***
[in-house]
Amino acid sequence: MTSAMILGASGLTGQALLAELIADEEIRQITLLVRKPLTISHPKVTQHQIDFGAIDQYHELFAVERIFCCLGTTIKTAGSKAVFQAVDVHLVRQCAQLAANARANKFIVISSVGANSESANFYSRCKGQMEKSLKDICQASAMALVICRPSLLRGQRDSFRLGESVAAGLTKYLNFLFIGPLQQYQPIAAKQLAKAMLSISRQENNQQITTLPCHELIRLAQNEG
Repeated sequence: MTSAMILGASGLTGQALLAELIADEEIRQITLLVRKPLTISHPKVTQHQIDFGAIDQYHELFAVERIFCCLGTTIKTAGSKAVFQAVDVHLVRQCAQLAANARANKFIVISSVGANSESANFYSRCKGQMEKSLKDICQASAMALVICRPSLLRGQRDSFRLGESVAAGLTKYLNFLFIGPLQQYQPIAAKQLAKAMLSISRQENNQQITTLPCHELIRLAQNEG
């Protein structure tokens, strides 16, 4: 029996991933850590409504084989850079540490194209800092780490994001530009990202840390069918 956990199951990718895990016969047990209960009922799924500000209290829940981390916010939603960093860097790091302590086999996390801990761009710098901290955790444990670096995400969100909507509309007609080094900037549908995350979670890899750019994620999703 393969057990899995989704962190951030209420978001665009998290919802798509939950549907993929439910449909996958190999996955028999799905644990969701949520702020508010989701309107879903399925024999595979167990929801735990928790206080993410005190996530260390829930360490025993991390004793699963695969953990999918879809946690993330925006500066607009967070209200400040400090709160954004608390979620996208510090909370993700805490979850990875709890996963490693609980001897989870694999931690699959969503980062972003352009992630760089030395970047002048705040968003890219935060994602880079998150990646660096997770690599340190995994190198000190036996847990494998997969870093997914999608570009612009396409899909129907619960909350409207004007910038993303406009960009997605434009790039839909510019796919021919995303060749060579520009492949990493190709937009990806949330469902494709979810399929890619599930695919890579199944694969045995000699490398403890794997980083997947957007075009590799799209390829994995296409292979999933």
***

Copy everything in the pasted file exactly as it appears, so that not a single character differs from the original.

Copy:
[in-house]
Amino acid sequence: MTSAMILGASGLTGQALLAELIADEEIRQITLLVRKPLTISHPKVTQHQIDFGAIDQYHELFAVERIFCCLGTTIKTAGSKAVFQAVDVHLVRQCAQLAANARANKFIVISSVGANSESANFYSRCKGQMEKSLKDICQASAMALVICRPSLLRGQRDSFRLGESVAAGLTKYLNFLFIGPLQQYQPIAAKQLAKAMLSISRQENNQQITTLPCHELIRLAQNEG
Repeated sequence: MTSAMILGASGLTGQALLAELIADEEIRQITLLVRKPLTISHPKVTQHQIDFGAIDQYHELFAVERIFCCLGTTIKTAGSKAVFQAVDVHLVRQCAQLAANARANKFIVISSVGANSESANFYSRCKGQMEKSLKDICQASAMALVICRPSLLRGQRDSFRLGESVAAGLTKYLNFLFIGPLQQYQPIAAKQLAKAMLSISRQENNQQITTLPCHELIRLAQNEG
């Protein structure tokens, strides 16, 4: 029996991933850590409504084989850079540490194209800092780490994001530009990202840390069918 956990199951990718895990016969047990209960009922799924500000209290829940981390916010939603960093860097790091302590086999996390801990761009710098901290955790444990670096995400969100909507509309007609080094900037549908995350979670890899750019994620999703 393969057990899995989704962190951030209420978001665009998290919802798509939950549907993929439910449909996958190999996955028999799905644990969701949520702020508010989701309107879903399925024999595979167990929801735990928790206080993410005190996530260390829930360490025993991390004793699963695969953990999918879809946690993330925006500066607009967070209200400040400090709160954004608390979620996208510090909370993700805490979850990875709890996963490693609980001897989870694999931690699959969503980062972003352009992630760089030395970047002048705040968003890219935060994602880079998150990646660096997770690599340190995994190198000190036996847990494998997969870093997914999608570009612009396409899909129907619960909350409207004007910038993303406009960009997605434009790039839909510019796919021919995303060749060579520009492949990493190709937009990806949330469902494709979810399929890619599930695919890579199944694969045995000699490398403890794997980083997947957007075009590799799209390829994995296409292979999933």